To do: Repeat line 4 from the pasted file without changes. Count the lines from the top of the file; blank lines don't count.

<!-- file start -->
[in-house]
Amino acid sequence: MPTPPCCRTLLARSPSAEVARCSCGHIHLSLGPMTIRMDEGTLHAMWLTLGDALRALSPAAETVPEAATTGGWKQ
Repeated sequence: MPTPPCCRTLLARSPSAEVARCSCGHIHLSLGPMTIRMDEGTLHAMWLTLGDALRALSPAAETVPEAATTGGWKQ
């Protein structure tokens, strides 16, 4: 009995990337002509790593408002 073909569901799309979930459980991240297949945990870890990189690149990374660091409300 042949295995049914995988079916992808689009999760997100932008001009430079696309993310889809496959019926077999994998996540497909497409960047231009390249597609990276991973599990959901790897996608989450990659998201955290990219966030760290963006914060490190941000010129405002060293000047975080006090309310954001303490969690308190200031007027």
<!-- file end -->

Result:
């Protein structure tokens, strides 16, 4: 009995990337002509790593408002 073909569901799309979930459980991240297949945990870890990189690149990374660091409300 042949295995049914995988079916992808689009999760997100932008001009430079696309993310889809496959019926077999994998996540497909497409960047231009390249597609990276991973599990959901790897996608989450990659998201955290990219966030760290963006914060490190941000010129405002060293000047975080006090309310954001303490969690308190200031007027």